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Universit�� du Qu��bec �� Rimouski Hotel management diploma���WeChat���KAA2238���WtMr

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  • Tricase Displaced Persons Camp

    Article

    After WWII, many Holocaust survivors, unable to return to their homes, lived in displaced persons camps in Germany, Austria, and Italy. Read about Tricase DP camp.

    Tricase Displaced Persons Camp
  • Russian Revolution, 1917

    Article

    The Russian Revolution consisted of two separate revolutions in 1917: the February Revolution and the Bolshevik Revolution. Learn more.

    Tags: Soviet Union
  • Les Milles Camp

    Article

    Under the Vichy regime, the Les Milles camp held foreign Jews before emigration or, in most cases, deportation to German concentration camps and killing centers.

    Tags: camps
    Les Milles Camp
  • Abraham Wijnberg

    ID Card

    Abraham, or "Braham" as he was nicknamed, was the oldest of four children. When Braham was 14, his Jewish parents moved to the town of Zwolle, where they built a kosher hotel. Braham attended Dutch public schools. Monday through Thursday afternoons he also went to religious school where he learned Hebrew, Jewish history and the Bible. 1933-39: Abraham felt that it was a shame that he had to forfeit a scholarship to college in Groningen, but he had to stay in Zwolle to help his parents with the hotel.…

    Abraham Wijnberg
  • Maurits Wijnberg

    ID Card

    Maurits was one of four children born to religious Jewish parents living in the town of Leek. When he was 12, the Wijnbergs moved to the town of Zwolle, where they ran a kosher hotel. That same year, Maurits became ill with meningitis. After he recovered, he worked hard to compensate for missed school and became an exceptional student. 1933-39: Along with his younger sister, Maurits was active in the local Zionist organization. One of the group's activities was raising money for Palestine [Yishuv]. Every…

    Maurits Wijnberg
  • Theresienstadt: Key Dates

    Article

    Explore key dates in the history of the Theresienstadt camp/ghetto, which served multiple purposes during its existence from 1941-45.

    Theresienstadt: Key Dates
  • Selma Wijnberg

    ID Card

    Selma was the youngest of the Wijnberg's four children, and the only daughter. When she was 7, her family left Groningen to start a business in the town of Zwolle [in the Netherlands]. There her parents ran a small hotel popular with Jewish businessmen traveling in the area. Every Friday there was a cattle market, and many of the cattle dealers came to the Wijnberg's hotel for coffee and business. 1933-39: At home Selma and her family were observant of Jewish tradition because her mother was religious.…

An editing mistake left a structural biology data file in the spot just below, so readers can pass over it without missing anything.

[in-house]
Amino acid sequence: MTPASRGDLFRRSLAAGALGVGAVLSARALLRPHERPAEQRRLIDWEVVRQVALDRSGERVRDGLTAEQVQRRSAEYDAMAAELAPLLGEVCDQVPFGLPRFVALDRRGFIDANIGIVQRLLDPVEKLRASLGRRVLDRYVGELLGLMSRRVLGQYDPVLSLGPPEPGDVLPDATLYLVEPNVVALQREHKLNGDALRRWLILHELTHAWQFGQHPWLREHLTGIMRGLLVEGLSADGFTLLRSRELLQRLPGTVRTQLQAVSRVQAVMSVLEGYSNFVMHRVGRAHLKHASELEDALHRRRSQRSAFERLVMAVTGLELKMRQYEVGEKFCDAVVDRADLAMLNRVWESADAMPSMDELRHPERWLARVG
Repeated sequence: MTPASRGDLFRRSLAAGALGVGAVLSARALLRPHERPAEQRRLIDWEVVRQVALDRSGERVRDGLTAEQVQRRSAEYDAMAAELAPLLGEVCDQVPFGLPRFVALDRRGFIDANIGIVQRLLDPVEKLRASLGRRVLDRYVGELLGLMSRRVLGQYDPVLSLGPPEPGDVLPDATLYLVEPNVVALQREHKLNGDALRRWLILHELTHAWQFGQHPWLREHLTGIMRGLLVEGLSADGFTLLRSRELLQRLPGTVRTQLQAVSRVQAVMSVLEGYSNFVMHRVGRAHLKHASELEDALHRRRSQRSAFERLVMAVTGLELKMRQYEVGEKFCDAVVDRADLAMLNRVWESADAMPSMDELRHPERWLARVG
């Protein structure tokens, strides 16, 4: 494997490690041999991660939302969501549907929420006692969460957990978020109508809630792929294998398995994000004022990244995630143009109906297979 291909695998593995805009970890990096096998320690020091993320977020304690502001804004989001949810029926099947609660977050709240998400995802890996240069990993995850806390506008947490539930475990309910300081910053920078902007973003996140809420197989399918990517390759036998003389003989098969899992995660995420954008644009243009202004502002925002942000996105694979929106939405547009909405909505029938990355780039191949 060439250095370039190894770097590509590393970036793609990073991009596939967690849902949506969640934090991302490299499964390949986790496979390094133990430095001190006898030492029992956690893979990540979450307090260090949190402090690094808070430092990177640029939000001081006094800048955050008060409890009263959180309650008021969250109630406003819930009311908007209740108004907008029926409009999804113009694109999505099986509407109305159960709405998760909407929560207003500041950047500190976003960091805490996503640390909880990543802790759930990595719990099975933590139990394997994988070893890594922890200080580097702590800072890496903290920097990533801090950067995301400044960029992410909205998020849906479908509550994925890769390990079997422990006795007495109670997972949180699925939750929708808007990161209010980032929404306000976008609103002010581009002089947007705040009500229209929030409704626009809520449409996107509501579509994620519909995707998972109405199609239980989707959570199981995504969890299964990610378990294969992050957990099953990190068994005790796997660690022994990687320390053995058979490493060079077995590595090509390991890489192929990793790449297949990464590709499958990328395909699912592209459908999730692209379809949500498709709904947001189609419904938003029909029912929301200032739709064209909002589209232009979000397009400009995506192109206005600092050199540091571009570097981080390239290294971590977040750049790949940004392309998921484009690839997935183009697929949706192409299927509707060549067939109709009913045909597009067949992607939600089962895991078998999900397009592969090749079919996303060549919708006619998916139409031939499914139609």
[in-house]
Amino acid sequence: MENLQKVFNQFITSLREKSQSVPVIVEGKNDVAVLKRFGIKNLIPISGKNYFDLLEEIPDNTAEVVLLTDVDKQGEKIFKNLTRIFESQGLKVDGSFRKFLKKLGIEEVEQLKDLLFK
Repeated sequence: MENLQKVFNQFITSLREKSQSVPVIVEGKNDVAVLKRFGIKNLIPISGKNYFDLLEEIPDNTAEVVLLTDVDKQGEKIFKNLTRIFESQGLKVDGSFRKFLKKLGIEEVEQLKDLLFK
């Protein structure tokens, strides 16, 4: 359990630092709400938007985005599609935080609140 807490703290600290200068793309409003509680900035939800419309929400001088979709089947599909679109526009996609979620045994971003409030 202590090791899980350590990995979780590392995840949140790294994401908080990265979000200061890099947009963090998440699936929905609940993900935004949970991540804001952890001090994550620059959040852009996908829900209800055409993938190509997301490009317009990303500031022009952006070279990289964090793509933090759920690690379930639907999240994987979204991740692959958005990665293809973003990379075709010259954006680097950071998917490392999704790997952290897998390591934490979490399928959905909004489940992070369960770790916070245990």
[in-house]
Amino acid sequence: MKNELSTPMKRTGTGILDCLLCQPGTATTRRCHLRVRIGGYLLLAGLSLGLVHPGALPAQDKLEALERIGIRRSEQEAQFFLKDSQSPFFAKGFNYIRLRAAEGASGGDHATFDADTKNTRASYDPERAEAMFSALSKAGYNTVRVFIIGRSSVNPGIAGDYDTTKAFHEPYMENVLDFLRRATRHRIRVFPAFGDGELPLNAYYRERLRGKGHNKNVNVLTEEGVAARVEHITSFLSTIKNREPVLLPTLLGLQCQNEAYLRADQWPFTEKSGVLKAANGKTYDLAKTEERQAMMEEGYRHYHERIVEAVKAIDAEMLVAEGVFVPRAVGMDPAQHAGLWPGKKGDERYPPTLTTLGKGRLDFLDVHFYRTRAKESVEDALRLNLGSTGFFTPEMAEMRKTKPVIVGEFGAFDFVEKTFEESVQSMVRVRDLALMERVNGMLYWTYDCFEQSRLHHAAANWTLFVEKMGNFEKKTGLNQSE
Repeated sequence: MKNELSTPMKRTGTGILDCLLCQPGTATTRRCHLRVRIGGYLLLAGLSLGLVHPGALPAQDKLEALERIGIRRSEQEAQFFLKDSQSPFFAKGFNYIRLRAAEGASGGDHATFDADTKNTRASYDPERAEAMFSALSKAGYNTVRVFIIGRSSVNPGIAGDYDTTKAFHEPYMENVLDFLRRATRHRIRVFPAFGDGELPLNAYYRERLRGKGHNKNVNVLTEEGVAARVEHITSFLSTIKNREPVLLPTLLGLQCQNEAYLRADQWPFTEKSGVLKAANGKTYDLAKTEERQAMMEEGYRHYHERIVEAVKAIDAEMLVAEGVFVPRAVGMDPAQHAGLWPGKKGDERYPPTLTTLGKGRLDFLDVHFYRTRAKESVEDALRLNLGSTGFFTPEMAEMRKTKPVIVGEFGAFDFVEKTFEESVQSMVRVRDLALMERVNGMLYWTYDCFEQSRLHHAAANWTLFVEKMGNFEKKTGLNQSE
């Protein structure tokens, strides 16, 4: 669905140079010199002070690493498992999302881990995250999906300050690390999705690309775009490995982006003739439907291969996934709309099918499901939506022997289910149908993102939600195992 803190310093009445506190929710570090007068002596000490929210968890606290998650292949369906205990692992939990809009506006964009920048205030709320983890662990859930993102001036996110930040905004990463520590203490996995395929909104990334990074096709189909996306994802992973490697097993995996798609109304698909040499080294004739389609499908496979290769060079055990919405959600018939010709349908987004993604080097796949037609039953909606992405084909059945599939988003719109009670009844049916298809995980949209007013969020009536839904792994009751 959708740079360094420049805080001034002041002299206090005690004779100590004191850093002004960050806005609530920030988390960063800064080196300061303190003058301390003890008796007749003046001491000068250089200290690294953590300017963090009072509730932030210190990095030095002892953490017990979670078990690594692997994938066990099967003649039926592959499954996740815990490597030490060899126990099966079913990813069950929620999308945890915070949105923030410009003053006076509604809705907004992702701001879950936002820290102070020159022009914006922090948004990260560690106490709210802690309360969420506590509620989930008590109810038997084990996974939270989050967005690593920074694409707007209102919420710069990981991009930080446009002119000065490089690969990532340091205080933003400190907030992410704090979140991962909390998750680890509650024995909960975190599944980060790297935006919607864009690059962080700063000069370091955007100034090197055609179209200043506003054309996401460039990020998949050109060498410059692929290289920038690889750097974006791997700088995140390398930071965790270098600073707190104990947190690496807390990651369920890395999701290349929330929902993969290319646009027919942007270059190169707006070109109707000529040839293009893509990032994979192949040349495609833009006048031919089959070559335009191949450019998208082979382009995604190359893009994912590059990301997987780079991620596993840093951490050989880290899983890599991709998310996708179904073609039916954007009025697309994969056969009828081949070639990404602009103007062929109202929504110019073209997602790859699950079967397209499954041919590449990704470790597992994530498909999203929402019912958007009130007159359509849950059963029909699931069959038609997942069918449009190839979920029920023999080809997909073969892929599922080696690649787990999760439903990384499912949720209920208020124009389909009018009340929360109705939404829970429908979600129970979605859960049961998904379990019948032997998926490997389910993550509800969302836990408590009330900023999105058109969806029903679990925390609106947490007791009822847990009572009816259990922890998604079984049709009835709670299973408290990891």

Selma Wijnberg
  • Thomas Buergenthal

    ID Card

    In 1933, just after Hitler and the Nazi Party came to power, Thomas's Jewish parents moved from Germany to Czechoslovakia. Thomas's father had worked as a banker in Germany, and then bought a small hotel in the Slovakian town of Lubochna. Many of his father's friends in Germany came to Czechoslovakia to escape the Nazi government's unfair policies and stayed at the hotel. 1933-39: Slovak soldiers who had sided with Hitler took over the Buergenthal family's hotel in late 1938. They fled to Zilina, a…

    Thomas Buergenthal
  • Marthijn Wijnberg

    ID Card

    When Marthijn was 10, his religious Jewish family moved from Groningen to the town of Zwolle. There, his parents ran the only kosher hotel in the region. The Wijnbergs had two other sons and a daughter. All of the children attended Dutch public schools, and four afternoons a week they also went to religious school to study Jewish history, Hebrew and the Bible. 1933-39: Marthijn could play almost any instrument, including piano, saxophone and accordion. Sometimes each of his brothers would pick up an…

    Marthijn Wijnberg
  • Liny Pajgin Yollick describes how hiding their Jewish identity saved her family's life in Nice, France

    Oral History

    In May 1940, the Germans occupied the Netherlands. In 1942, it took Liny, her mother, and her sister six months to escape to southern France. They pretended to be Protestant, obtained visas to travel through Spain and Portugal, and were on one of the last trains to cross into Spain after the Germans took over southern France. They boarded a Portuguese ship bound for Dutch Guiana (Suriname). Liny was placed in a refugee camp, and then worked in the Dutch embassy in Washington D.C. She eventually settled in…

    Tags: hiding France
    Liny Pajgin Yollick describes how hiding their Jewish identity saved her family's life in Nice, France

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